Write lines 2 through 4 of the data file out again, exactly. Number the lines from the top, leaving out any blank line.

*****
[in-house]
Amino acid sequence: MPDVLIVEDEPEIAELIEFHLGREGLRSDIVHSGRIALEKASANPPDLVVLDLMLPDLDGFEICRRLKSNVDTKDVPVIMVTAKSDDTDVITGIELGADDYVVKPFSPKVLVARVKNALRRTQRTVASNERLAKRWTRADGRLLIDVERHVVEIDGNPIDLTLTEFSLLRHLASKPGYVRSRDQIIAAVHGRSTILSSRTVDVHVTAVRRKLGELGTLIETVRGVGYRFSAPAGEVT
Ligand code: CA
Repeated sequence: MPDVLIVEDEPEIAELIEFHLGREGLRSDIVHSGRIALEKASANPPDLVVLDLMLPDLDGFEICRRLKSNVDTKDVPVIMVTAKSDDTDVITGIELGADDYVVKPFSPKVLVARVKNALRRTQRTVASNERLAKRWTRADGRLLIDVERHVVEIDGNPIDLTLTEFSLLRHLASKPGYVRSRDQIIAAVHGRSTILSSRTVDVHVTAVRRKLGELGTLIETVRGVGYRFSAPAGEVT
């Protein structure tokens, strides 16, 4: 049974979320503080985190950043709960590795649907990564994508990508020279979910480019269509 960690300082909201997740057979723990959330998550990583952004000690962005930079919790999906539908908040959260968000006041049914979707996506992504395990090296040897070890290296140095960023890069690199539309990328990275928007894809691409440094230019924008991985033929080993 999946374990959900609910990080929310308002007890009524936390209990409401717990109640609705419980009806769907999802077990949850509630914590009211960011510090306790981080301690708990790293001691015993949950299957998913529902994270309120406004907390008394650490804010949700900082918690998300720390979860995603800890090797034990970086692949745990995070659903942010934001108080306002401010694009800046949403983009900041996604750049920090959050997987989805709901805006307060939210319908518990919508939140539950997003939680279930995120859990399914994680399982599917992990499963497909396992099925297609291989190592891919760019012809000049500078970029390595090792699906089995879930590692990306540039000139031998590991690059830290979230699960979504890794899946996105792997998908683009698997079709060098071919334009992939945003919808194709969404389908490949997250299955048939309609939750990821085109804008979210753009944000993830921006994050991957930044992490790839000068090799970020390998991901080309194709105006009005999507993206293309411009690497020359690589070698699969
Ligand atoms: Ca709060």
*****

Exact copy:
Amino acid sequence: MPDVLIVEDEPEIAELIEFHLGREGLRSDIVHSGRIALEKASANPPDLVVLDLMLPDLDGFEICRRLKSNVDTKDVPVIMVTAKSDDTDVITGIELGADDYVVKPFSPKVLVARVKNALRRTQRTVASNERLAKRWTRADGRLLIDVERHVVEIDGNPIDLTLTEFSLLRHLASKPGYVRSRDQIIAAVHGRSTILSSRTVDVHVTAVRRKLGELGTLIETVRGVGYRFSAPAGEVT
Ligand code: CA
Repeated sequence: MPDVLIVEDEPEIAELIEFHLGREGLRSDIVHSGRIALEKASANPPDLVVLDLMLPDLDGFEICRRLKSNVDTKDVPVIMVTAKSDDTDVITGIELGADDYVVKPFSPKVLVARVKNALRRTQRTVASNERLAKRWTRADGRLLIDVERHVVEIDGNPIDLTLTEFSLLRHLASKPGYVRSRDQIIAAVHGRSTILSSRTVDVHVTAVRRKLGELGTLIETVRGVGYRFSAPAGEVT